Over the past decade, advances in the quality of care have been slow. One area of success, however, has been in combating central line-associated bloodstream infections. Data from the Centers for Disease Control and Prevention suggest that the number of patients in US intensive care units suffering a central-line infection declined by 63 percent between 2001 and 2009. We describe the multistep process taken by many stakeholders-states, federal agencies, hospital associations, regulatory and nonprofit associations, clinicians, and local hospitals-to collaborate on the successful reduction and eradication of these infections. Having begun in Michigan, this program has spread to forty-five states, has shown sustained results in reducing hospital-associated infections and mortality, and constitutes an important measurable national success story in quality improvement and a model for improving the health and safety of Americans.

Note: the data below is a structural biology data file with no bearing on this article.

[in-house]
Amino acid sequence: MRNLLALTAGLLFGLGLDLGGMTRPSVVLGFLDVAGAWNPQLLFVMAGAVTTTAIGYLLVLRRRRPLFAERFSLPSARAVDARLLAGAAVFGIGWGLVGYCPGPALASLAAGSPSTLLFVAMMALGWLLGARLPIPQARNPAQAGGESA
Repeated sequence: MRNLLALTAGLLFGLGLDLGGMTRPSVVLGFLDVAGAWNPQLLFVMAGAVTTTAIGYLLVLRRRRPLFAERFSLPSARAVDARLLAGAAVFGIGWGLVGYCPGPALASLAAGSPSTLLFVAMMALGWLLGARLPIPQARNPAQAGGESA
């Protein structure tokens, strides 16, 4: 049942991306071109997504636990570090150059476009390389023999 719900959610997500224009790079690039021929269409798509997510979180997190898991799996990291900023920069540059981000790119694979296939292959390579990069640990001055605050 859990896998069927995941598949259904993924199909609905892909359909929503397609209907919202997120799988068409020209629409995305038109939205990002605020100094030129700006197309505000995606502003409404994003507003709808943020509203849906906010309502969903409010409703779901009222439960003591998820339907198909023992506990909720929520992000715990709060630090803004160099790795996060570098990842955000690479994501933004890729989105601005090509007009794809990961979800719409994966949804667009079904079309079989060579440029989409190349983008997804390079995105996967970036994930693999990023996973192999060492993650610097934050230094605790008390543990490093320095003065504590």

ASJC Scopus subject areas
- Health Policy